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5 Tips for Getting Financially Organized

Stay on top of your finances in an efficient manner

One of the most common reasons for being strapped for cash isn’t always overspending or being fruitless with money — it’s being unorganized. Think about it: When you can’t pay a bill on time because you’ve misplaced it, that can lead to a late fee. Or if you’re behind schedule on keeping watch of your bank account, you may incur an overdraft charge.

So if you’re finding you’re often scatterbrained when it comes to keeping your finances organized, you may want to establish a plan to keep yourself more in control. Here are the top five tips for getting financially organized:

1. Don’t pay bills the second they come - A common mistake people make is to pay a bill immediately in order to get it out of the way. However, that can set you up for easily getting confused about which bills you actually paid and when. Instead, have a designated area (or email folder) to place bills when they arrive, and then pay them all simultaneously.

“Paying them all at once helps give you a better perspective of your total expenses,” says Ric Edelman, author of “The Truth About Money” and chairman and CEO of Edelman Financial Services. Another option is to set aside one day a week to pay bills (e.g., every Saturday or Sunday).

2. Get rid of paper - It’s the 21st century, and paper is becoming more and more extinct — and for good reason. Too much paper increases the chance that things will get lost. If you use a scanner, you’re more likely to be able to keep things in order (plus, it’s better for the environment).

“Simply scan photos and paper documents to create electronic copies. By transferring all physical records into electronic format, you’ll be able to later print the records,” says Lynnette Khalfani Cox, author of “Zero Debt: The Ultimate Guide to Financial Freedom.” You should also store at least one backup copy on a CD or memory stick.

Not ready to go paperless completely? Invest in a paper shredder.

“It eliminates waste, and that’s pretty crucial,” says David Bendix, a CPA, financial planner and president of The Bendix Financial Group in Garden City, New York. “It’s smart, and it’ll help you get organized.”

3. Pretty up your work area - It sounds unnecessary, but the truth is, working in an uncluttered, attractive area can help you stay organized and keep all documents under control — and make you actually want to put everything in order.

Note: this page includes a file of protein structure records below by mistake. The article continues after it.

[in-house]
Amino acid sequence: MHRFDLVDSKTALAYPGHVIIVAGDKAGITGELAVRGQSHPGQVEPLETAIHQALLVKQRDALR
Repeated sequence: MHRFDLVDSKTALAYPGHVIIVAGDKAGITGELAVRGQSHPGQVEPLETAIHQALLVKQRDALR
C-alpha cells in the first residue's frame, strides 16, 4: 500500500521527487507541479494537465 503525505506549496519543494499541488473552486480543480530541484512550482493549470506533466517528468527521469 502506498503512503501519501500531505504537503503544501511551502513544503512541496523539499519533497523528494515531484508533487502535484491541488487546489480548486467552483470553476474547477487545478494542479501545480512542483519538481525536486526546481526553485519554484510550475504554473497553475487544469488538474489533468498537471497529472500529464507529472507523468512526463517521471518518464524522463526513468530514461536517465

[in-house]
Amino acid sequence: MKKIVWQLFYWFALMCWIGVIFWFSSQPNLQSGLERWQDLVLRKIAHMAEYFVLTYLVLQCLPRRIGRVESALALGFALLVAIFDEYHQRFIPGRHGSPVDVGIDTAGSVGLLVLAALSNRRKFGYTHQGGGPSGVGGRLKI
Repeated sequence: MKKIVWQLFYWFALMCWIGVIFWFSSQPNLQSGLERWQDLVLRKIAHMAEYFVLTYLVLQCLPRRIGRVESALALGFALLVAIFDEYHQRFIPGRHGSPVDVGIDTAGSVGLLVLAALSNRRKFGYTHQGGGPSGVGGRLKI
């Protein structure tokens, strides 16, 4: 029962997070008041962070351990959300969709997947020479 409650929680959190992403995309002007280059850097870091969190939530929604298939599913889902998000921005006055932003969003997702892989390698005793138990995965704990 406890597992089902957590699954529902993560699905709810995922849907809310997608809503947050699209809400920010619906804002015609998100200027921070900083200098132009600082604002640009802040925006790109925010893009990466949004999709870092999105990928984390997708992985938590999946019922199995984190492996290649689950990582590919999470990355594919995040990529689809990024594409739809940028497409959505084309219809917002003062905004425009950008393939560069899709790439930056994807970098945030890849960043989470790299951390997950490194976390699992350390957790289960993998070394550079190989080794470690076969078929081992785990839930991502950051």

“I know many people have little desks at home that are forsaken and forlorn,” says Maxwell Gillingham-Ryan, author of “Apartment Therapy’s Big Book of Small, Cool Spaces” and founder of and “Making it an approachable, attractive space is the key.” In addition, a small desk or work area can be the reason for lost important documents, especially if it’s cluttered — all the more reason to tidy up.

4. Be detailed in your computer filing system - “Think about those files you access the most and the reasons why,” says Wayne Bogosian, president and managing director of the PFE Group, and co-author of “The Complete Idiot’s Guide to 401(k) Plans.” “Rather than dumping everything into a general folder called ‘documents’ or ‘photographs,’ break it down into primary and secondary folders.” That means being as specific as possible (e.g., “tax returns,” “credit/debit cards,” “insurance”).

“And don’t be an ‘e-pack rat,’” says Bogosian. “Chances are that document you saved in 1997 isn’t going to do you much good today.”

5. Make a checklist - The only person you can count on fully is yourself, as not all important documents — whether electronic or on paper — always make their way to you in a timely manner. Start each month by making a checklist of each bill you know will be arriving. Keep it in the same place at all times and be sure to update it regularly. You can refer to it whenever you need to verify whether you’ve paid — or haven’t paid — a bill.

Getting financially organized is a great way to get back on track and spend less, but best of all you’re going to eliminate the clutter and be more aware of what needs to be done.

Includes copyrighted material of IMakeNews, Inc. and its suppliers. All content contained in this newsletter is for informational purposes only and should not be relied upon to make any financial, accounting, tax, legal or other related decisions. Each person must consider his or her objectives, risk tolerances and level of comfort when making financial decisions and should consult a competent professional advisor prior to making any such decisions. Any opinions expressed through the content in this newsletter are the opinions of the particular author only.